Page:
US20090224700A1 (en) * 2004-01-15 2009-09-10 Yu-Jiuan Chen Beam Transport System and Method for Linear Accelerators
GB2522215A (en) * 2014-01-16 2015-07-22 Univ Belfast Beam focusing and accelerating system

Citations (4)

* Cited by examiner, † Cited by third party
Publication number Priority date Publication date Assignee Title
US2545595A (en) * 1947-05-26 1951-03-20 Luis W Alvarez Linear accelerator
US2636948A (en) * 1946-01-11 1953-04-28 Bell Telephone Labor Inc High-frequency amplifier
US2653271A (en) * 1949-02-05 1953-09-22 Sperry Corp High-frequency apparatus
US2683216A (en) * 1946-01-31 1954-07-06 Bbc Brown Boveri & Cie Apparatus for accelerating charged particles by causing them to pass through periodically reversing potential fields

Patent Citations (4)

* Cited by examiner, † Cited by third party
Publication number Priority date Publication date Assignee Title
US2636948A (en) * 1946-01-11 1953-04-28 Bell Telephone Labor Inc High-frequency amplifier
US2683216A (en) * 1946-01-31 1954-07-06 Bbc Brown Boveri & Cie Apparatus for accelerating charged particles by causing them to pass through periodically reversing potential fields
US2545595A (en) * 1947-05-26 1951-03-20 Luis W Alvarez Linear accelerator
US2653271A (en) * 1949-02-05 1953-09-22 Sperry Corp High-frequency apparatus

Cited By (25)

* Cited by examiner, † Cited by third party
Publication number Priority date Publication date Assignee Title
US2899598A (en) * 1959-08-11 ginzton
US2940000A (en) * 1954-07-26 1960-06-07 Applied Radiation Corp Linear electron accelerators
US2867748A (en) * 1957-10-10 1959-01-06 Chester M Van Atta Heavy ion linear accelerator
US2992345A (en) * 1958-03-21 1961-07-11 Litton Systems Inc Plasma accelerators
US3067359A (en) * 1958-05-05 1962-12-04 Commissariat Energie Atomique Structure for linear ion accelerators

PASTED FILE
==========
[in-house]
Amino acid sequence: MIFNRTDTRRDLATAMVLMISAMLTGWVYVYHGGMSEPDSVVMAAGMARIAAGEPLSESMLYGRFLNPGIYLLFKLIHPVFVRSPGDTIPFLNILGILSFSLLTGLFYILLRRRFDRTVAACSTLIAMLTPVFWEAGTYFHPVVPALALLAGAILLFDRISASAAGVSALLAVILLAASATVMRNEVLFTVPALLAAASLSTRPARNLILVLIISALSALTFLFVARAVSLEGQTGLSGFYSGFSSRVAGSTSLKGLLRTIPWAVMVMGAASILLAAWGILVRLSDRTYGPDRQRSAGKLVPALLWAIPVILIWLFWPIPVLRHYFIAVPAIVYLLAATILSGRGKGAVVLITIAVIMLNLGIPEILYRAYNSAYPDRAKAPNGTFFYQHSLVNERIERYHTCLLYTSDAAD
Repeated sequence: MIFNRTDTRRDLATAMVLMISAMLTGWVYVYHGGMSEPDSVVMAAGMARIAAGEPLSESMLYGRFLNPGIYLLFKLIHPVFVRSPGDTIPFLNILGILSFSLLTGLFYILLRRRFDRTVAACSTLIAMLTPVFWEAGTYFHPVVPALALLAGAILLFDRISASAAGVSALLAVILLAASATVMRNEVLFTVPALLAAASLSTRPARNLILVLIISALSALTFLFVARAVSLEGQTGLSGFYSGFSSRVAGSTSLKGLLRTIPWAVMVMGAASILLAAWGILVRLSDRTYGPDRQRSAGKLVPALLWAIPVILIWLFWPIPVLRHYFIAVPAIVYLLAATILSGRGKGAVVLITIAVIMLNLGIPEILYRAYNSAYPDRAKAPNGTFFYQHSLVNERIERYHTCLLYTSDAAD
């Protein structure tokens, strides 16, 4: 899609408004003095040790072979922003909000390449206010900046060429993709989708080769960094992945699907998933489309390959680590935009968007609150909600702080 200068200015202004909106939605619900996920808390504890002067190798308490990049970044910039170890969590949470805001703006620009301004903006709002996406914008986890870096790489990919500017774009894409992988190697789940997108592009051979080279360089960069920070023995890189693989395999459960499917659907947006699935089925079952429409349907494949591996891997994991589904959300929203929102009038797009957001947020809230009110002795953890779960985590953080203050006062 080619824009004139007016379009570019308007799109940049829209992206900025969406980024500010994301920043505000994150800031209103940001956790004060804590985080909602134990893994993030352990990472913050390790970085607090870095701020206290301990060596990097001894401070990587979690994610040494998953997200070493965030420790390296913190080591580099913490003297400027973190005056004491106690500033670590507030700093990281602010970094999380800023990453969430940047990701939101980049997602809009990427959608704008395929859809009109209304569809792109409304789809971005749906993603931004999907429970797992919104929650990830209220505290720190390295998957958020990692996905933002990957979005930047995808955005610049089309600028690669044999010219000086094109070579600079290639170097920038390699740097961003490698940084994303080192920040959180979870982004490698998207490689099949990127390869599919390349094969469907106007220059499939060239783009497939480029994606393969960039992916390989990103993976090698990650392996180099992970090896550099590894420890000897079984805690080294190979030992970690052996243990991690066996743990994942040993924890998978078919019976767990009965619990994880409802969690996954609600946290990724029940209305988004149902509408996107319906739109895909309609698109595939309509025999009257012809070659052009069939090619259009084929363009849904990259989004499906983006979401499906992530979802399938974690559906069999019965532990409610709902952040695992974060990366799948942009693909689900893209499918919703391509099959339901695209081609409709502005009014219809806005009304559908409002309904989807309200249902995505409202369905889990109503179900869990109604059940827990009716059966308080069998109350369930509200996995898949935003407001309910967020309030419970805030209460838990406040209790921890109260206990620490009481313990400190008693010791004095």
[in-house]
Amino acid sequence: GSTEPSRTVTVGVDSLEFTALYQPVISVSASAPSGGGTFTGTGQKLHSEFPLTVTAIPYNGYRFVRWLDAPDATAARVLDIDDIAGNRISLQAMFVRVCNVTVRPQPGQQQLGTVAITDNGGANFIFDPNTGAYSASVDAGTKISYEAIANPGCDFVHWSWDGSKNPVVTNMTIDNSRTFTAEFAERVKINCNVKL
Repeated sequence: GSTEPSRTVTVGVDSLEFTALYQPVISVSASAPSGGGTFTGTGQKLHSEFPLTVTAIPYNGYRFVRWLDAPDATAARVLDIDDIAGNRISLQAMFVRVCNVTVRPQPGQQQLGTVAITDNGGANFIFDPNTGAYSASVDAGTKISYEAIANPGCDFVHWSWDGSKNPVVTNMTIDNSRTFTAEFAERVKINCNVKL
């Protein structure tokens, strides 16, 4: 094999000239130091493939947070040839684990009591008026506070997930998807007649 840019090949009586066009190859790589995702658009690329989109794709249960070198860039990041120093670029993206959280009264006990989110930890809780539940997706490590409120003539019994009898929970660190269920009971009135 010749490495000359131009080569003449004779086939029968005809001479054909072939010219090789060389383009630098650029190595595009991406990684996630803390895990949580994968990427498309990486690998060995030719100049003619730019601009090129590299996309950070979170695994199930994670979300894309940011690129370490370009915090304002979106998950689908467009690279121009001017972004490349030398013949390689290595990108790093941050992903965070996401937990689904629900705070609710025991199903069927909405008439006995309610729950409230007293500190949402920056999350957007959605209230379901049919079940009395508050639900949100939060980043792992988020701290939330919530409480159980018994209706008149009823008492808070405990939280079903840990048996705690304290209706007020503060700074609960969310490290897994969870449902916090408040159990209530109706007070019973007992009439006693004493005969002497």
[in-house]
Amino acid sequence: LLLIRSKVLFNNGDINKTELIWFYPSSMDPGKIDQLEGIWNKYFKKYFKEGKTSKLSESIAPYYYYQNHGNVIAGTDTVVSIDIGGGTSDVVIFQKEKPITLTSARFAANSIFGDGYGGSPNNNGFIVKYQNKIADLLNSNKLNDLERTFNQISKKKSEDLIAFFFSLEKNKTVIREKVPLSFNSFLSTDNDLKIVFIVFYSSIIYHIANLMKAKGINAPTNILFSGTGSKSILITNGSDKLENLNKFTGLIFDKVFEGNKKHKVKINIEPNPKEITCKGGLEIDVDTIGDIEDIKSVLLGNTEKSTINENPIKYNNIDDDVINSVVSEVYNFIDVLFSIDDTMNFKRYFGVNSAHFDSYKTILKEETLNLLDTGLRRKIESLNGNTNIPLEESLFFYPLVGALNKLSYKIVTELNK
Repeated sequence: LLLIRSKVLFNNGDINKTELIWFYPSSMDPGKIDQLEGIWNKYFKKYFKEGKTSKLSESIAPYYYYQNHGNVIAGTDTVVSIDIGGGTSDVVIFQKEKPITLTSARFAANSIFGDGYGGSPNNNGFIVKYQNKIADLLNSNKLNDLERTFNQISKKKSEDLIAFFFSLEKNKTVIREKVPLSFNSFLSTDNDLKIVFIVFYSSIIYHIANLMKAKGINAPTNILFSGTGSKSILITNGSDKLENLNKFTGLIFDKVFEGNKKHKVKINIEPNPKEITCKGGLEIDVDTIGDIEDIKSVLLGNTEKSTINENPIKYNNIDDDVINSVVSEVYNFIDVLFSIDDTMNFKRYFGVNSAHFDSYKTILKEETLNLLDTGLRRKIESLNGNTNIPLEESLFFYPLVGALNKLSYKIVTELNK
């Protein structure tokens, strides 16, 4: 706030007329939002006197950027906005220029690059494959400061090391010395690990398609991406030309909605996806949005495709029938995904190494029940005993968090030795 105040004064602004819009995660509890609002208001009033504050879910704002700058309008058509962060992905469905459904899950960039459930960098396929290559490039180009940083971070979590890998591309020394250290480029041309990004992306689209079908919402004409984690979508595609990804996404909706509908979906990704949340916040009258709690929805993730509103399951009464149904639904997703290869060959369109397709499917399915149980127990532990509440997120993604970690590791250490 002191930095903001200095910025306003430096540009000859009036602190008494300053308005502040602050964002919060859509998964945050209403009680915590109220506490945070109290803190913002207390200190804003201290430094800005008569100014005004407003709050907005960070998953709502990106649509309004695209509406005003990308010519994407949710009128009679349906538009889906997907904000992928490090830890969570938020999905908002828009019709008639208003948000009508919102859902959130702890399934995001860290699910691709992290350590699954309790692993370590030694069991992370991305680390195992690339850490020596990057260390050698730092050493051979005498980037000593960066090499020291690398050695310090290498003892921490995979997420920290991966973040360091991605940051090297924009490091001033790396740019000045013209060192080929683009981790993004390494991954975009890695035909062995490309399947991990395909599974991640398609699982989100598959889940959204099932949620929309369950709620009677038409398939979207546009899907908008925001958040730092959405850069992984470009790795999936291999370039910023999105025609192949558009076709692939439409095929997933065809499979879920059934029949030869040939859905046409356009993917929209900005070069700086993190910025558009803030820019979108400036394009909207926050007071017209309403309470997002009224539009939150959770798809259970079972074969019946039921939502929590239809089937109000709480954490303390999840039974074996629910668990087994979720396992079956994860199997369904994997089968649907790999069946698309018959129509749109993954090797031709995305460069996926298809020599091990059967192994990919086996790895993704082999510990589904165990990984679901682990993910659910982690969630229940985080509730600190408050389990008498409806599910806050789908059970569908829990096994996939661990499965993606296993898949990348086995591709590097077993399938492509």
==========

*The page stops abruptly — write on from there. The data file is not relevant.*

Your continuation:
US3133227A (en) * 1958-06-25 1964-05-12 Varian Associates Linear particle accelerator apparatus for high energy particle beams provided with pulsing means for the control electrode
US3029361A (en) * 1958-08-19 1962-04-10 Rca Corp High temperature plasma confinement using a travelling electromagnetic field
US3143680A (en) * 1958-11-25 1964-08-04 Commissariat Energie Atomique Ion accelerators
US2956201A (en) * 1959-03-23 1960-10-11 Richard B Neal Particle accelerator and method of controlling the temperature thereof
DE1138872B (en) * 1959-06-05 1962-10-31 Varian Associates Particle accelerators for charge carriers, in which an energy exchange between the charge carrier, and a high-frequency electromagnetic traveling wave takes place
US3070726A (en) * 1959-06-05 1962-12-25 Kenneth B Mallory Particle accelerator
US3353107A (en) * 1959-10-06 1967-11-14 High Voltage Engineering Corp High voltage particle accelerators using charge transfer processes
US3316440A (en) * 1962-07-04 1967-04-25 Leboutet Hubert Cavity resonator delay circuit having interdigitally supported drift tubes and a continuous undulating conductor
US3332024A (en) * 1962-09-04 1967-07-18 Csf Heavy particle linear accelerator with continuous variation of output energy
US3531734A (en) * 1965-03-15 1970-09-29 Bell Telephone Labor Inc Ion laser having metal cylinders to confine the discharge
US3571642A (en) * 1968-01-17 1971-03-23 Ca Atomic Energy Ltd Method and apparatus for interleaved charged particle acceleration
US4211954A (en) * 1978-06-05 1980-07-08 The United States Of America As Represented By The Department Of Energy Alternating phase focused linacs
US4284923A (en) * 1978-11-23 1981-08-18 Commissariat A L'energie Atomique Ion beam buncher--debuncher
US4596946A (en) * 1982-05-19 1986-06-24 Commissariat A L'energie Atomique Linear charged particle accelerator
FR2551617A1 (en) * 1983-09-02 1985-03-08 Cgr Mev Linear self-focusing accelerating structure for charged particles
US4639641A (en) * 1983-09-02 1987-01-27 C. G. R. Mev Self-focusing linear charged particle accelerator structure
US4894546A (en) * 1987-03-11 1990-01-16 Nihon Shinku Gijutsu Kabushiki Kaisha Hollow cathode ion sources
US20090224700A1 (en) * 2004-01-15 2009-09-10 Yu-Jiuan Chen Beam Transport System and Method for Linear Accelerators
GB2522215A (en) * 2014-01-16 2015-07-22 Univ Belfast Beam focusing and accelerating system
WO2015107128A1 (en) * 2014-01-16 2015-07-23 The Queen's University Of Belfast Beam focusing and accelerating system